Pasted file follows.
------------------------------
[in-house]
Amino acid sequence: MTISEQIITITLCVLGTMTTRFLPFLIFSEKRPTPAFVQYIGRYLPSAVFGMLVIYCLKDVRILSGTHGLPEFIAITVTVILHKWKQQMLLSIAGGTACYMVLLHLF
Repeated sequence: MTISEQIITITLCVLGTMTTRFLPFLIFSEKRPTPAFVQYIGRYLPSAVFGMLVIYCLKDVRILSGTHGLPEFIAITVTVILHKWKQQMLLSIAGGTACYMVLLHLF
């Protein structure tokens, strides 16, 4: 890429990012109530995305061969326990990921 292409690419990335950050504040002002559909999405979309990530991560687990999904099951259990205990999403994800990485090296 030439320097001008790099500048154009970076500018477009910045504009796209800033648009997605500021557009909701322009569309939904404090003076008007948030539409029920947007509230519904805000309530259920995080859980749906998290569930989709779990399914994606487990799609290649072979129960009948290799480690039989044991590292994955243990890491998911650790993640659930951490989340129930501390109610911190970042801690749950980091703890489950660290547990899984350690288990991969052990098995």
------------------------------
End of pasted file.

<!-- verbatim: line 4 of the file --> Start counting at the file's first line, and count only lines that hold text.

């Protein structure tokens, strides 16, 4: 890429990012109530995305061969326990990921 292409690419990335950050504040002002559909999405979309990530991560687990999904099951259990205990999403994800990485090296 030439320097001008790099500048154009970076500018477009910045504009796209800033648009997605500021557009909701322009569309939904404090003076008007948030539409029920947007509230519904805000309530259920995080859980749906998290569930989709779990399914994606487990799609290649072979129960009948290799480690039989044991590292994955243990890491998911650790993640659930951490989340129930501390109610911190970042801690749950980091703890489950660290547990899984350690288990991969052990098995």